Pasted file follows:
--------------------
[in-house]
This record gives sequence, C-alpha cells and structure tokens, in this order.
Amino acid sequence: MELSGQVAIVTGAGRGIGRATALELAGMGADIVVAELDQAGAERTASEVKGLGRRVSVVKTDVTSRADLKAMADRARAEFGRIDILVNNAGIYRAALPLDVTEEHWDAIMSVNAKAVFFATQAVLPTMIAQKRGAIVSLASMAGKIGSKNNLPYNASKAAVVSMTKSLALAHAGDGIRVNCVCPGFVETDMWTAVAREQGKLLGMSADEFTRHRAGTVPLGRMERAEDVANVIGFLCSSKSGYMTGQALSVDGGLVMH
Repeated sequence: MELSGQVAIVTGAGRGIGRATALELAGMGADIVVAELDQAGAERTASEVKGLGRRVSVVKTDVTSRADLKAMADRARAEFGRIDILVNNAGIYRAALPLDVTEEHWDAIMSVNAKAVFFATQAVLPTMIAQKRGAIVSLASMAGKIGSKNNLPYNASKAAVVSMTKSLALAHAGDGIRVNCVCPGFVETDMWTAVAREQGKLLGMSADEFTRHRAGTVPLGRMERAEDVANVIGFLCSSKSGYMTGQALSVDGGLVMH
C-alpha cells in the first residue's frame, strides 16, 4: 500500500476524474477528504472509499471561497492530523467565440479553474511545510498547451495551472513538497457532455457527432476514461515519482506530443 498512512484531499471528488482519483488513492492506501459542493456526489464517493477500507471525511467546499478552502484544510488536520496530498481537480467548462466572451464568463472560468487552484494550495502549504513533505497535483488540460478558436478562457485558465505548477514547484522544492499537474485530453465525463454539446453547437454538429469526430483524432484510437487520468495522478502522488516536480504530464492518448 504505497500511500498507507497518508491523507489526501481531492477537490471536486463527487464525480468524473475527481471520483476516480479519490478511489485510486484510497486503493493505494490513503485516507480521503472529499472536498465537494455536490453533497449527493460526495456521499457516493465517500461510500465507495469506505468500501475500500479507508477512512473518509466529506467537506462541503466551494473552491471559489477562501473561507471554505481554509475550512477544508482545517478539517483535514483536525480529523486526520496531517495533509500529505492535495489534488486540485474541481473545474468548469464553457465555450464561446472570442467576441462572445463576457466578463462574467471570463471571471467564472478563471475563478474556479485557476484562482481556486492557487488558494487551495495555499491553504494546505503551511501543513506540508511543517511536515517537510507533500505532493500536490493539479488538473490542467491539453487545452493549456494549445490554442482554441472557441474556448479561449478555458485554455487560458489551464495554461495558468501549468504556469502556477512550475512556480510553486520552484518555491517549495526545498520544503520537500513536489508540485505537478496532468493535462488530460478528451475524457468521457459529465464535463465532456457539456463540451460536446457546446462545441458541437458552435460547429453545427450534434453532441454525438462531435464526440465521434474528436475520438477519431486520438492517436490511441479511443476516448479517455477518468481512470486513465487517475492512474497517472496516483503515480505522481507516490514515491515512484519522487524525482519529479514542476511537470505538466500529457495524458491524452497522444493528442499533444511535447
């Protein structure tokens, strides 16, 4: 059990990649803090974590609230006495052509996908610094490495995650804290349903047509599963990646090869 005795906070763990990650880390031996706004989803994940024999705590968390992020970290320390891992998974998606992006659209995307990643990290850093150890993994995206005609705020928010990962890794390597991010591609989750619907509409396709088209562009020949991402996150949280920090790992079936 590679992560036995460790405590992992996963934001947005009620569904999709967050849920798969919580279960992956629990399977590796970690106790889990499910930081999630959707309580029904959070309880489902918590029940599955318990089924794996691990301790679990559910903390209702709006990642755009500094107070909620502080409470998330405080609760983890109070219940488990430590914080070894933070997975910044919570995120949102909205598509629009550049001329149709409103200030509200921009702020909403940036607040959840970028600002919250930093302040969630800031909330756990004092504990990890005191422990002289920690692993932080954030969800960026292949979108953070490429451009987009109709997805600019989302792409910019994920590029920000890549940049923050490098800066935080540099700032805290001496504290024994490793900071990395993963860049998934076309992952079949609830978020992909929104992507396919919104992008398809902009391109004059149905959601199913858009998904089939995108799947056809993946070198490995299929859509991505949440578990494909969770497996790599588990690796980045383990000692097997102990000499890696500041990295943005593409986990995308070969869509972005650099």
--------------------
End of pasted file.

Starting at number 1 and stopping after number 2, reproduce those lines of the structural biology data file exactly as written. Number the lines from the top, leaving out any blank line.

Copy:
[in-house]
This record gives sequence, C-alpha cells and structure tokens, in this order.